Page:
Veršvai Hill Fort

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Vilijampolė, Kaunas
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The Veršvai Hill Fort, or Lampėdžiai Hill Fort, located In Vilijampolė on the cape of the hill chain of the right bank of the Nemunas, dates back the 14th century. According to archaeologists, a wooden castle stood here at the time and was destroyed during the battles against the German Crusaders. Thus, this hill fort is an important site in regards to the creation of the Lithuanian state.

The platform is almost quadrangular, oblong and 12 × 9 metres in size. A 3.5 metre-high, 20 metre-wide mound was established on the eastern side of the platform. On the southwestern slope, two metres below the platform, is a 3 metre-wide terrace. The slopes of the hill fort are steep and their height is about 37 metres. The hill fort is overgrown with broad-leaved trees and bushes.

During excavations that took place in 1986, a 1 metre-thick cultural layer dating from the 1st millennium BC to the 14th century was found along with places for pillars, pottery and remnants of a smithery from the 18th and 19th centuries.

At Veršvai Hill Fort, on the north side, was a settlement dating from the 1st millennium BC to the 13th century. It was excavated in between 1985 and 1997. Before building the city’s western bypass, the remains of buildings, flint scrapers, iron knives, sharpening whetstones and parts of a millstone were found.

About 1km southeast of Veršvai Hill Fort is a burial ground dating from the 2nd to the 14th century. It was excavated between 1938 and 1941 and again in 1954. About 700 unburned and cremation graves of people and several graves of horses were investigated here. Various grave goods were found at the site.

The hill fort has been photographed by the photographer Balys Buračas. He says in his diaries that he visited the site in 1931 and heard from a local inhabitant that the middle of the hill is empty and there should be a basement underneath. Also, Buračas succeeded in capturing the origin of the name of Lampėdžių Valley that can clearly be seen from the hill fort. It’s said that a long time ago, laumės (good witches) would gather in the valley, swim and have a good time. In doing so they left their footprints in the sand, and so the place was called the Laumpėdos (Foot of the Good Witch), later the name assimilated.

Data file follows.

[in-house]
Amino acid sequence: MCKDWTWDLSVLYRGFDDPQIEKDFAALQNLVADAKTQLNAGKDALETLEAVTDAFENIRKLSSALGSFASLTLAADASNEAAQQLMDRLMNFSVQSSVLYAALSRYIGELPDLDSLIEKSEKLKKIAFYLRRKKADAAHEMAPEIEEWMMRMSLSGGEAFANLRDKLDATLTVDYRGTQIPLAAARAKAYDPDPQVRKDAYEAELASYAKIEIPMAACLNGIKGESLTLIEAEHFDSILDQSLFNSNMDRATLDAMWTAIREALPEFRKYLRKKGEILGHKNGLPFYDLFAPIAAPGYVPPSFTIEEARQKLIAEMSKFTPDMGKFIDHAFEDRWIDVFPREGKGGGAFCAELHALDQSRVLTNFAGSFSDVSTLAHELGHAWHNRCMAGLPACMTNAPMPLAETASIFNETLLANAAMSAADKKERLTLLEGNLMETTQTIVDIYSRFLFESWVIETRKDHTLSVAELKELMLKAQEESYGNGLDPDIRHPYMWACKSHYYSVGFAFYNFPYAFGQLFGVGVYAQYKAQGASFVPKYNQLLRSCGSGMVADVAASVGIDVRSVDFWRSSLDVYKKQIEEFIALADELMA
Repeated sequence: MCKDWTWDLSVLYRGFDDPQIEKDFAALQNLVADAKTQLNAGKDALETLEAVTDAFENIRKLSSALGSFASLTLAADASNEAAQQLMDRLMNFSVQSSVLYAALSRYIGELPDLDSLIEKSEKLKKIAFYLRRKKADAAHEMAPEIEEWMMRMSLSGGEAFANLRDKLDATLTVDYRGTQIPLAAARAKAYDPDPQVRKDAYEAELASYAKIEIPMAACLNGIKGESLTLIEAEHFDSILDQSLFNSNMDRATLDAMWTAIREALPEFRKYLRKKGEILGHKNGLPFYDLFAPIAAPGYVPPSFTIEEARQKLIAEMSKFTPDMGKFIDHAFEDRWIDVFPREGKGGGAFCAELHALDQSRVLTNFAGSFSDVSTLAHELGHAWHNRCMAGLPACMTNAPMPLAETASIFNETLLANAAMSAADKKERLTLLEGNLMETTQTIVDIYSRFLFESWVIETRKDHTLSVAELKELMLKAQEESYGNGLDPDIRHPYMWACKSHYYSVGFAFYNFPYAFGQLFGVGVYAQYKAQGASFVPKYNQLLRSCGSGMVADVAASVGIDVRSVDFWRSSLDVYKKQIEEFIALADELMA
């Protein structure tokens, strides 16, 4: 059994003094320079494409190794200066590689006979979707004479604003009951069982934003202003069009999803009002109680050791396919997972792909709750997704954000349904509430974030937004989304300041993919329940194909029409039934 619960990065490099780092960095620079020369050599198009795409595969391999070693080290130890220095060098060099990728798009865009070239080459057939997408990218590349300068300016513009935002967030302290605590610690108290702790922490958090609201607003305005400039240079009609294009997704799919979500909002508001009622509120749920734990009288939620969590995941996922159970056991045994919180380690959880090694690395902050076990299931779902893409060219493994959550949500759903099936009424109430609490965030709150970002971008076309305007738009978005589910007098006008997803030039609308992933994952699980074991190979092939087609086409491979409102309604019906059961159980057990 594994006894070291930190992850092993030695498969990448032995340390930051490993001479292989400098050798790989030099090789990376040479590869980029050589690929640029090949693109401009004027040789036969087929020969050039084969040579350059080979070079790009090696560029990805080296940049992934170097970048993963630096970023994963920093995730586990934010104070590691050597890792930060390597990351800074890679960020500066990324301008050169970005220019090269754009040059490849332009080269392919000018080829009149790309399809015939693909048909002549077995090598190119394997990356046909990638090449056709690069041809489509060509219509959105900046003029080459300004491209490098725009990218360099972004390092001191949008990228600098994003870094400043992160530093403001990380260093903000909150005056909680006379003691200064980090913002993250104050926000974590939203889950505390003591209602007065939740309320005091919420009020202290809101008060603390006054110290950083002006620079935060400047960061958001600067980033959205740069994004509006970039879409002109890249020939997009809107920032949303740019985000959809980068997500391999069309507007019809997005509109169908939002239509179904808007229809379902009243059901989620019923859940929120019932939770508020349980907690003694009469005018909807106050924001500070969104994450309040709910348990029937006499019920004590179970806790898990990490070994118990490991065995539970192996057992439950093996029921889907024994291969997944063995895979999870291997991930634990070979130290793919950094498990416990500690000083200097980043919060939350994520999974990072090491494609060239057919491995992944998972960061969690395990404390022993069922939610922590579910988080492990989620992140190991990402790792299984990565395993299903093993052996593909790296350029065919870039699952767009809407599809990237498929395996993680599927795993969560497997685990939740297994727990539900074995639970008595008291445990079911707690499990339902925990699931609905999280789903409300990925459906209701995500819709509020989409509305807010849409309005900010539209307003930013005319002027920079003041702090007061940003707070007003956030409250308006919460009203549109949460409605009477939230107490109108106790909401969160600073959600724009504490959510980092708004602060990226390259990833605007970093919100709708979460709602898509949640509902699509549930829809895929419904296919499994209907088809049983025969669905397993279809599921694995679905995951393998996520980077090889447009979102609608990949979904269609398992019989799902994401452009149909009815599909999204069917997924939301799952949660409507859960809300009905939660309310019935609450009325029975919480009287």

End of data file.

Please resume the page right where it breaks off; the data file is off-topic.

The people of Veršvai make many contributions to the management and popularisation of the hill fort. Community celebrations, national and traditional Baltic festivals, where people from Kaunas and the guests of the city are always invited, are organised at the location.

Veršvai Hill Fort

Vilijampolė, Kaunas

The Veršvai Hill Fort, or Lampėdžiai Hill Fort, located In Vilijampolė on the cape of the hill chain of the right bank of the Nemunas, dates back the 14th century. According to archaeologists, a wooden castle stood here at the time and was destroyed during the battles against the German Crusaders. Thus, this hill fort is an important site in regards to the creation of the Lithuanian state.

The platform is almost quadrangular, oblong and 12 × 9 metres in size. A 3.5 metre-high, 20 metre-wide mound was established on the eastern side of the platform. On the southwestern slope, two metres below the platform, is a 3 metre-wide terrace. The slopes of the hill fort are steep and their height is about 37 metres. The hill fort is overgrown with broad-leaved trees and bushes.

During excavations that took place in 1986, a 1 metre-thick cultural layer dating from the 1st millennium BC to the 14th century was found along with places for pillars, pottery and remnants of a smithery from the 18th and 19th centuries.

At Veršvai Hill Fort, on the north side, was a settlement dating from the 1st millennium BC to the 13th century. It was excavated in between 1985 and 1997. Before building the city’s western bypass, the remains of buildings, flint scrapers, iron knives, sharpening whetstones and parts of a millstone were found.

About 1km southeast of Veršvai Hill Fort is a burial ground dating from the 2nd to the 14th century. It was excavated between 1938 and 1941 and again in 1954. About 700 unburned and cremation graves of people and several graves of horses were investigated here. Various grave goods were found at the site.

The hill fort has been photographed by the photographer Balys Buračas. He says in his diaries that he visited the site in 1931 and heard from a local inhabitant that the middle of the hill is empty and there should be a basement underneath. Also, Buračas succeeded in capturing the origin of the name of Lampėdžių Valley that can clearly be seen from the hill fort. It’s said that a long time ago, laumės (good witches) would gather in the valley, swim and have a good time. In doing so they left their footprints in the sand, and so the place was called the Laumpėdos (Foot of the Good Witch), later the name assimilated.

The people of Veršvai make many contributions to the management and popularisation of the hill fort. Community celebrations, national and traditional Baltic festivals, where people from Kaunas and the guests of the city are always invited, are organised at the location.

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